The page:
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Recent incident highlights Michigan’s home invasion law

On Behalf of | Sep 2, 2016 | Criminal Defense |

A recent home invasion in Michigan calls attention to just how serious the consequences of such acts can be.

A 19-year-old is currently facing a felony charge of first degree home invasion following an incident in early August of this year. According to the Midland Daily News, the young man allegedly entered into a Michigan family’s home through a door that had been left unlocked.

The home invasion charge alone carries with it up to 20 years in prison. Understanding this type of charge and the consequences is a crucial part building a defense against it.

What happened

The felony complaint filed with Midland Police states that the young man, who is from South Carolina, may have stolen money, a knife and a wallet. Following an anonymous tip, law enforcement officers went to a home to find another man who had traveled from South Carolina to Michigan with the defendant. In that home was an iPod that had one of the victim’s names on it.

After finding the young man in a park, law enforcement officers administered a polygraph test. The 19-year-old failed the test and eventually admitted to committing the act. In addition to the charge of home invasion, he also faces charges related to larceny and firearms.

Home invasion in Michigan

Under Michigan law, a first degree home invasion occurs when any of the following takes place while the suspect either has a dangerous weapon or another person is lawfully in the home:

  • Someone breaks into a home with the intention of committing larceny, assault or a felony.
  • Someone enters a home uninvited with the intention of committing those crimes.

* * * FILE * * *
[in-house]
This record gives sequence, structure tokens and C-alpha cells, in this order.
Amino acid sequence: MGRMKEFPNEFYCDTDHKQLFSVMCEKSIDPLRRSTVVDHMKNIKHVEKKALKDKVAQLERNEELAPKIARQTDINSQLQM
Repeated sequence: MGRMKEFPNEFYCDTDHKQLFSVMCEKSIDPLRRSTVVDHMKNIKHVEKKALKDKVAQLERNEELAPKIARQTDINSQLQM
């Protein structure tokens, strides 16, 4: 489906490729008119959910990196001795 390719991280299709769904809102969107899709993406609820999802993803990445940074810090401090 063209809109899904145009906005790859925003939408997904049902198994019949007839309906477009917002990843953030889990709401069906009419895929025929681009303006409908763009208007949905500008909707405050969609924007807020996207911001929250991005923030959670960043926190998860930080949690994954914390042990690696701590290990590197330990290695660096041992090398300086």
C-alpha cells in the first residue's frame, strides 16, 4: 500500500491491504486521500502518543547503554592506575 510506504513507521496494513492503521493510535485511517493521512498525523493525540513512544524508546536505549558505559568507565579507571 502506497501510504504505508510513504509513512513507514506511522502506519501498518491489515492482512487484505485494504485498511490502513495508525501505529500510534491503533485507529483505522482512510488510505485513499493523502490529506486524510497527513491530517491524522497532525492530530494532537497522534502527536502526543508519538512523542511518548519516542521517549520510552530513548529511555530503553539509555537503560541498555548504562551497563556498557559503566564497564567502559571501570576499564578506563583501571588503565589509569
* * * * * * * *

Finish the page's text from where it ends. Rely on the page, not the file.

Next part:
• Someone who breaks and enters into a home and actually commits one of those crimes.

If there is no dangerous weapon present or no one is home, the charge will be in the second degree. If the intended or actual crime is a misdemeanor, the charge will be in the third degree.

Consequences of home invasion

The law stipulates that a first degree home invasion charge, as the young man in this incident is facing, carries with it up to 20 years in prison as well as a fine of up to $5,000. A second degree charge could result in up to 15 years in prison and a fine of up to $3,000, and a third degree charge could constitute as many as five years in prison and a $2,000 fine.

Further, it is important to note that the law grants a court permission to order the prison sentence associated with this crime to be served consecutively with incarceration time linked to other criminal offenses that took place in the same incident. In other words, a defendant would have to serve the prison time associated with one charge before serving the next.

Clearly, any home invasion charge should be taken seriously, as the penalties can be severe. People who have concerns about this topic should speak to a criminal defense attorney in Michigan.